By GAIL OBER, LACONIA DAILY SUN
BELMONT – The Shaker Regional School District's proposed operating budget is up by less than 1 percent, or $199,666 for 2016-2017, but there were some other issues on the minds of the people, many of them district employees, who attended last Thursday's public hearing in Belmont.
Initially, a Canterbury resident asked if the culture survey was finished. The study was requested at the end of the 2015 district meeting because some people felt there was a lack of communication and understanding between the administration and the staff and parents.
"There is no conspiracy," said School Board Chairman Sean Embree, who said the board expected the survey to be submitted by the UNH team in time for last week's meeting. He said the reason it was late was because the survey team said it was still getting responses as the year headed into the holiday season. Embree said the School Board wanted as many voices as possible, so it was decided to give them a little more time.
Embree said the results would be made public but any comments that were specific to any employee would be kept confidential and considered a personnel matter.
Others wanted to know how much the Empower computer program Shaker educators are transitioning to cost and whether or not it is effective. Many seemed confused as to how the school was going to teach the teachers, the students and the parents how to use the software while others were not happy that the parent portal is not yet working.
According to its website, Empower "is a tool for designing, creating, and assigning standards-based curriculum for students and teachers. It is meant to be a supplemental instructional tool for teachers and professional development facilitators."
Empower, said Superintendent Maria Dreyer, is a training and learning computer program specially designed for competency-based learning. This is the first year that freshman high school students are using competency-based grading, a grading system Dreyer and the School Board say is aligned with the Common Core and most closely measures not just how much students learn but how well they can apply it and show mastery of the subject matter.
Throughout the budget are appropriation lines for staff training, and Dreyer explained that the original Empower design teams teachers and administrators get stipends and the teacher teams will also get stipends from federal grants to learn the program.
She said the district has planned for a three-year rollout for Empower, but one woman noted that while all 1,400 students have signed licensing fees, most of them are not using it yet. Others, who were district employees, said they felt the Empower program was "fast-tracked" and are unsure of future expectations.
Dreyer said she has contact the company and they are willing to offer some credit toward the licensing fee costs for 2016-2017. She said once all of the teachers are ready to use the program then all of the students and parents will be able to as well.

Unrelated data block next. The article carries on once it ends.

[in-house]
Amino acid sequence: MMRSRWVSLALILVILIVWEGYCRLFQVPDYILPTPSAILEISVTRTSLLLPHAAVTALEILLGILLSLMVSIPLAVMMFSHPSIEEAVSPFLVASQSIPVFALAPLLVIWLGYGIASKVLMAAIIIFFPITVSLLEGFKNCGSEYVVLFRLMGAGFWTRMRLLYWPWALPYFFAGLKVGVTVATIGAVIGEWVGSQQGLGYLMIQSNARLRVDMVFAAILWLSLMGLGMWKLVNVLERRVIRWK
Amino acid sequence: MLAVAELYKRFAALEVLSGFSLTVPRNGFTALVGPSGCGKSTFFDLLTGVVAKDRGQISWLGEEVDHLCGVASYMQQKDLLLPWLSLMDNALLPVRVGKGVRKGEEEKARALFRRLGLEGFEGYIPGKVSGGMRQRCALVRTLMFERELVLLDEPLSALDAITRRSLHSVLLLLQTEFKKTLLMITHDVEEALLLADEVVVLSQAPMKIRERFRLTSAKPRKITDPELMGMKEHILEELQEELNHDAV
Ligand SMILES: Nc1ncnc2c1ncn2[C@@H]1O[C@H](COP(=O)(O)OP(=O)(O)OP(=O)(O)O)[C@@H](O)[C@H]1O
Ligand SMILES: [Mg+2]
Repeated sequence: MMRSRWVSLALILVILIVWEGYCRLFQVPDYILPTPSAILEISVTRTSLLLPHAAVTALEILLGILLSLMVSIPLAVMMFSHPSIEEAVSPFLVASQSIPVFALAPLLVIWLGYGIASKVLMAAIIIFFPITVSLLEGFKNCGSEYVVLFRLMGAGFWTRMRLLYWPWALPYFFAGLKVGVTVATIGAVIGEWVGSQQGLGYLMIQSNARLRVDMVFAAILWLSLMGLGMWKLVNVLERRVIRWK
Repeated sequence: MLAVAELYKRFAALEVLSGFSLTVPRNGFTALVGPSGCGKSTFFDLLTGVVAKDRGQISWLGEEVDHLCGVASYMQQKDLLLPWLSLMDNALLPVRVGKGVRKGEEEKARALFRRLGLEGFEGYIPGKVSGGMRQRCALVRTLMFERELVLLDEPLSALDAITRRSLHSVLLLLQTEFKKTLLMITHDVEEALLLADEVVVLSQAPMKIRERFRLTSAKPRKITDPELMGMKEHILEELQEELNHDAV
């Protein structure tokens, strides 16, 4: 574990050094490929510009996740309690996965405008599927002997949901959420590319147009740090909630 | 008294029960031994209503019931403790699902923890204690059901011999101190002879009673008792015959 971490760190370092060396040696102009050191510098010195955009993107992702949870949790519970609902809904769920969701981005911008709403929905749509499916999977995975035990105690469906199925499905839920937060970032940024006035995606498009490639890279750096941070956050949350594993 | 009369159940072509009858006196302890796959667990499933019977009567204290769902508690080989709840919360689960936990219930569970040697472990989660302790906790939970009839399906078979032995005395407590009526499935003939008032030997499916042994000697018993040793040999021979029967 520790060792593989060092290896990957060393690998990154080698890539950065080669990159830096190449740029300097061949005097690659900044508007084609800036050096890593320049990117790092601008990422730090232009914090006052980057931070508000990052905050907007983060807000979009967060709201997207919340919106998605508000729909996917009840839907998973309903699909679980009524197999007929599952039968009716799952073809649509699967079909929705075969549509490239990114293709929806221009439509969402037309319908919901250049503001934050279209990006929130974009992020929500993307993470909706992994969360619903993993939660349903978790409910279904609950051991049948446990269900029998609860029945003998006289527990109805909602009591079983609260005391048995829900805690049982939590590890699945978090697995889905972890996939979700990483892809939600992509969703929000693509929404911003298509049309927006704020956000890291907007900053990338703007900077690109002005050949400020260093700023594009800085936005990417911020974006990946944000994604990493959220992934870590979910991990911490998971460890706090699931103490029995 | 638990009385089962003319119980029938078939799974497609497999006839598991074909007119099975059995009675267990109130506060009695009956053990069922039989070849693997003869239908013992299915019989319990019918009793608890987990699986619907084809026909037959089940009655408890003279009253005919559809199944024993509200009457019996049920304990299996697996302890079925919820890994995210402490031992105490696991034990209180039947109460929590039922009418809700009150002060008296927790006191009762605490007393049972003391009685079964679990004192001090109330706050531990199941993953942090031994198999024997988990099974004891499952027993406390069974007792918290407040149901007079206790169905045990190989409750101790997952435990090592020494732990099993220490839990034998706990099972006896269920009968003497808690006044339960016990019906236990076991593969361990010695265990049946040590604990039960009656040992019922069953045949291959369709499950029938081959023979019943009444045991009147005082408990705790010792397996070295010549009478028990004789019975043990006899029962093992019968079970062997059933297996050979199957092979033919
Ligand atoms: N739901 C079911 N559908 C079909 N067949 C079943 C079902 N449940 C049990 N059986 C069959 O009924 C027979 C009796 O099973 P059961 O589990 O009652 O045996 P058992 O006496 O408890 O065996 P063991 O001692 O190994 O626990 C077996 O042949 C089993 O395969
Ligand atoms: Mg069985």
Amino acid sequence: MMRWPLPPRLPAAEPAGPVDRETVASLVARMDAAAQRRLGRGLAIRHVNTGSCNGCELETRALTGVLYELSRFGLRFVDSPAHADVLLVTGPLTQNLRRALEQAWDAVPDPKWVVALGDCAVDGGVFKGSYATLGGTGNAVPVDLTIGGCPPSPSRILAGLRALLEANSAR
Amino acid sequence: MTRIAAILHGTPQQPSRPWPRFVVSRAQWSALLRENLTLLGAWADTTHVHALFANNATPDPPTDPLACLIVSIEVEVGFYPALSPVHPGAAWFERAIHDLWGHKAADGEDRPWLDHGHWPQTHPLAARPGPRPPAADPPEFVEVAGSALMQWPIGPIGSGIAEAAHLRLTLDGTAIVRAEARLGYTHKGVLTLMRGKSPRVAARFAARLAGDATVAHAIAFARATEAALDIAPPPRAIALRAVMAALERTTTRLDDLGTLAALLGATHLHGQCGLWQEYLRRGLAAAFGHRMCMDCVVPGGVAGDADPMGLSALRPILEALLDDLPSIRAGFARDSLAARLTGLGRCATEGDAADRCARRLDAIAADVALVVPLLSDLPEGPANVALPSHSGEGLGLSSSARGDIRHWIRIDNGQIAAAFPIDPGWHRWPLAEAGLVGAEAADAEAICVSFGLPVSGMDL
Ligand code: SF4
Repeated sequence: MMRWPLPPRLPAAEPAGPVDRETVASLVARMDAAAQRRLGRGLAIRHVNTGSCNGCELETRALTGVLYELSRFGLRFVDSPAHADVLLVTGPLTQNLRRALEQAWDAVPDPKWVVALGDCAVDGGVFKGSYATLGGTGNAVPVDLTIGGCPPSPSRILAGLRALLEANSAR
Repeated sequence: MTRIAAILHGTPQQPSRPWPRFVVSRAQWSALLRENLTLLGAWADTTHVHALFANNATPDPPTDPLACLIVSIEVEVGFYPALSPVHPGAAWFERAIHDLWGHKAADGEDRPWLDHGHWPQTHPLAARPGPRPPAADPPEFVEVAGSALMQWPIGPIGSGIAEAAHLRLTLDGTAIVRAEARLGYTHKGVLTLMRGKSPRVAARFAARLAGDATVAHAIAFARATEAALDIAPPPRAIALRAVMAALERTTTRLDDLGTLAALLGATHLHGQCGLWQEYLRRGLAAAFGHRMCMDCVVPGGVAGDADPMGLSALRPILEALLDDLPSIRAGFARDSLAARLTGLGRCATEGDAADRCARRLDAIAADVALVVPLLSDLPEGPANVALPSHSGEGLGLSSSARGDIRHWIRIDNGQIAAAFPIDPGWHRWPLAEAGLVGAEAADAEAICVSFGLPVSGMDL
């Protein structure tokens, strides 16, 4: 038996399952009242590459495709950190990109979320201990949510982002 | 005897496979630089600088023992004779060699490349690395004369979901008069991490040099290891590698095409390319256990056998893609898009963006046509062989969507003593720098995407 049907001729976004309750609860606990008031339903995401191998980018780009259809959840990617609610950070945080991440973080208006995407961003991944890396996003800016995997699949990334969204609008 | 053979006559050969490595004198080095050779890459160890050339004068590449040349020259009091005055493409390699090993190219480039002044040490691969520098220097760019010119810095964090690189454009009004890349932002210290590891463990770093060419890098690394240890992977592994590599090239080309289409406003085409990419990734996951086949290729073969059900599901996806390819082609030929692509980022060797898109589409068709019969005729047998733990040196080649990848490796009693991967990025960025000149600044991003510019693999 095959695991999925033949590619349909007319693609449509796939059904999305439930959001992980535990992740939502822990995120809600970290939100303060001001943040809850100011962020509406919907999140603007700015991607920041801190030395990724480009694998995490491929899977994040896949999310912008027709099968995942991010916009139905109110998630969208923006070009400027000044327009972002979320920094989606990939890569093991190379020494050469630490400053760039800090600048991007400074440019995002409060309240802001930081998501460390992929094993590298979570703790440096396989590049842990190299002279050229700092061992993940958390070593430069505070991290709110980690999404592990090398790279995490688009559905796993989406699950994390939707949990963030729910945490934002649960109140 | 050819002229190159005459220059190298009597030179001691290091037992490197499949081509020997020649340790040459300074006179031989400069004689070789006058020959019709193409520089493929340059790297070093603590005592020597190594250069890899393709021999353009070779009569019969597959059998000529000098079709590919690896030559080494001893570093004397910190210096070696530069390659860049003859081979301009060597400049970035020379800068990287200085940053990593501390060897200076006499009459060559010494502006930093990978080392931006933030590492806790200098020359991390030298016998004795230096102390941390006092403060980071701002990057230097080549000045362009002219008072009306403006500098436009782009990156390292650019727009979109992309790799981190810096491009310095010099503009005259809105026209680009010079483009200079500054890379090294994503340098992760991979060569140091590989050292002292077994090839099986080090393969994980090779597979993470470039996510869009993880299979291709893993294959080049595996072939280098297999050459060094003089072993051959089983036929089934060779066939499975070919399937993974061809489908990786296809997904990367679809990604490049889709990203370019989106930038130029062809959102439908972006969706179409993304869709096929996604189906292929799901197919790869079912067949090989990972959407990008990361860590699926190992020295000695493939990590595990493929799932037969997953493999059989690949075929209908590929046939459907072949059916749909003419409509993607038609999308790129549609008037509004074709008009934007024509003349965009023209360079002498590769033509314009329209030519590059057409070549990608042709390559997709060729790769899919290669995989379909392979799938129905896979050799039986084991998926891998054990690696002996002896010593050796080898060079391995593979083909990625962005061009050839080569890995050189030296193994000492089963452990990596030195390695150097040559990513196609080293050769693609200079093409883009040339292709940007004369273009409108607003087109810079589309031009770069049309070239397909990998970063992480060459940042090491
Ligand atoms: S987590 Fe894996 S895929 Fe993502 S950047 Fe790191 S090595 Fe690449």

So far, Dreyer said, the design team for Empower is trained and represents about 15 percent of the 114 teachers in the district. She said she expected that number to be much higher by the end of this school year as the design teams works with the rest of the division leaders and teachers to teach them how to use the program.
Moderator Roy Roberts, who led the call for the culture survey at the 2015 meeting, wanted to know how many other districts use Empower. He was told Inter Lakes Regional School District uses it.
Roberts reiterated what he said at last year's meeting by saying there doesn't seem to be any leadership from the administration.
Attendees also spoke about the upcoming decision to hire a curriculum coordinator or to subcontract the job to a company in Wisconsin with New England staff. Dreyer said the company is one that specializes in competency-based curriculum for schools that use Empower.
Many who spoke said they were for a human being as the curriculum coordinator and didn't support hiring the outside company.
Selectman Jon Pike, who spearheaded the petition to implement the Official Ballot Law, or SB2, in the Shaker district, said he thinks there's a need for greater transparency within the budget so the taxpayers can use it to monitor the direction of the school district.
Taxpayers also wanted to know what happened to the $84,000 in the 2015 budget for support staff raises and the $93,000 officials told them they would save in transportation costs if they implemented all-day kindergarten.
Administrators explained that this year Shaker Regional had well exceeded its budget for special education needs and the School Board had shifted the savings, and some saving from other lines, into that line item.
Officials also explained the $84,000 was for the 2015-2016 budget year but when the support staff organized into a union, their wages were frozen until a contract could be negotiated. With the contract in hand, voters will be asked to support $117,679 in raises for them for next school year.
When someone said the district wasn't being transparent, members of the School Board pushed back and said all of their meetings are open to the public, all of their line item transfers are voted on by the board, and that anyone can read the minutes.
When pressed about the details of the Special Education Budget, SPED Director Tonya Mitchell said they were asking about very personal and private information surrounding a few children in a very small school district and she was not comfortable answering any specific questions.